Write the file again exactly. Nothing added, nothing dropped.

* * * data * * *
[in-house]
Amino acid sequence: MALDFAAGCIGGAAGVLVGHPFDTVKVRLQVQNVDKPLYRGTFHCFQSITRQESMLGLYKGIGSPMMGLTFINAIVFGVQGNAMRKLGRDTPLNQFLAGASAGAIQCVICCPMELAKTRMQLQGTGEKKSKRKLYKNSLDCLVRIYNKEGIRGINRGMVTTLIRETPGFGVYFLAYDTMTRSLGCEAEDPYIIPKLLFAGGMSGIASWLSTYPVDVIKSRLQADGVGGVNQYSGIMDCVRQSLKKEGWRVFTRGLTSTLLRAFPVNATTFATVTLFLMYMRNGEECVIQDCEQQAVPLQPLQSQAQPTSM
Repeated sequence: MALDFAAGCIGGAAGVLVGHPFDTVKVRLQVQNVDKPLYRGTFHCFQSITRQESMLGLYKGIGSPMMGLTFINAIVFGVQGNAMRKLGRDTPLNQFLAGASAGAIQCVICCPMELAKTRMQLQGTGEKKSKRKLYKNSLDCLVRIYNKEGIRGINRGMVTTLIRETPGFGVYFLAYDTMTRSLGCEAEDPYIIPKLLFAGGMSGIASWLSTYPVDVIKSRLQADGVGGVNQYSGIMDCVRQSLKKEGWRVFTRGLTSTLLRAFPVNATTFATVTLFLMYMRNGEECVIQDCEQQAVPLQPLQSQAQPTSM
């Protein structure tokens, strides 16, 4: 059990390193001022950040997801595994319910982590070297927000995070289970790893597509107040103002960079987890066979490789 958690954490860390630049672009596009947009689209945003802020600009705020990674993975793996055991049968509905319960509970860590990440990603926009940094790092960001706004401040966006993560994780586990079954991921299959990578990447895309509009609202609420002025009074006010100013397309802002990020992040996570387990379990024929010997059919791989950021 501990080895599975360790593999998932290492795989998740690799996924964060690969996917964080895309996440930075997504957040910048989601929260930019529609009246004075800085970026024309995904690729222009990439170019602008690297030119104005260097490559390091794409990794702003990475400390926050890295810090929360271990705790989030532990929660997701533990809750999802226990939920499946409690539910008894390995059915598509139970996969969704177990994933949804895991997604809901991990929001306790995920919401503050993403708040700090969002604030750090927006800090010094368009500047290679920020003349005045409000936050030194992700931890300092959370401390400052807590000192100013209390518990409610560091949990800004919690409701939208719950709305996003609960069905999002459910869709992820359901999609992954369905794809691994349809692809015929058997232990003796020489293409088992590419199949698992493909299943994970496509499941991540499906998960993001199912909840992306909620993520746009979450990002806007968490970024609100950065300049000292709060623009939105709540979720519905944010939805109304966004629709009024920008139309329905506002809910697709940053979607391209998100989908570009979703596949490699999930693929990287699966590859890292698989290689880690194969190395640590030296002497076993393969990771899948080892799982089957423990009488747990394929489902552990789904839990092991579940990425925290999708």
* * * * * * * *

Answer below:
[in-house]
Amino acid sequence: MALDFAAGCIGGAAGVLVGHPFDTVKVRLQVQNVDKPLYRGTFHCFQSITRQESMLGLYKGIGSPMMGLTFINAIVFGVQGNAMRKLGRDTPLNQFLAGASAGAIQCVICCPMELAKTRMQLQGTGEKKSKRKLYKNSLDCLVRIYNKEGIRGINRGMVTTLIRETPGFGVYFLAYDTMTRSLGCEAEDPYIIPKLLFAGGMSGIASWLSTYPVDVIKSRLQADGVGGVNQYSGIMDCVRQSLKKEGWRVFTRGLTSTLLRAFPVNATTFATVTLFLMYMRNGEECVIQDCEQQAVPLQPLQSQAQPTSM
Repeated sequence: MALDFAAGCIGGAAGVLVGHPFDTVKVRLQVQNVDKPLYRGTFHCFQSITRQESMLGLYKGIGSPMMGLTFINAIVFGVQGNAMRKLGRDTPLNQFLAGASAGAIQCVICCPMELAKTRMQLQGTGEKKSKRKLYKNSLDCLVRIYNKEGIRGINRGMVTTLIRETPGFGVYFLAYDTMTRSLGCEAEDPYIIPKLLFAGGMSGIASWLSTYPVDVIKSRLQADGVGGVNQYSGIMDCVRQSLKKEGWRVFTRGLTSTLLRAFPVNATTFATVTLFLMYMRNGEECVIQDCEQQAVPLQPLQSQAQPTSM
């Protein structure tokens, strides 16, 4: 059990390193001022950040997801595994319910982590070297927000995070289970790893597509107040103002960079987890066979490789 958690954490860390630049672009596009947009689209945003802020600009705020990674993975793996055991049968509905319960509970860590990440990603926009940094790092960001706004401040966006993560994780586990079954991921299959990578990447895309509009609202609420002025009074006010100013397309802002990020992040996570387990379990024929010997059919791989950021 501990080895599975360790593999998932290492795989998740690799996924964060690969996917964080895309996440930075997504957040910048989601929260930019529609009246004075800085970026024309995904690729222009990439170019602008690297030119104005260097490559390091794409990794702003990475400390926050890295810090929360271990705790989030532990929660997701533990809750999802226990939920499946409690539910008894390995059915598509139970996969969704177990994933949804895991997604809901991990929001306790995920919401503050993403708040700090969002604030750090927006800090010094368009500047290679920020003349005045409000936050030194992700931890300092959370401390400052807590000192100013209390518990409610560091949990800004919690409701939208719950709305996003609960069905999002459910869709992820359901999609992954369905794809691994349809692809015929058997232990003796020489293409088992590419199949698992493909299943994970496509499941991540499906998960993001199912909840992306909620993520746009979450990002806007968490970024609100950065300049000292709060623009939105709540979720519905944010939805109304966004629709009024920008139309329905506002809910697709940053979607391209998100989908570009979703596949490699999930693929990287699966590859890292698989290689880690194969190395640590030296002497076993393969990771899948080892799982089957423990009488747990394929489902552990789904839990092991579940990425925290999708």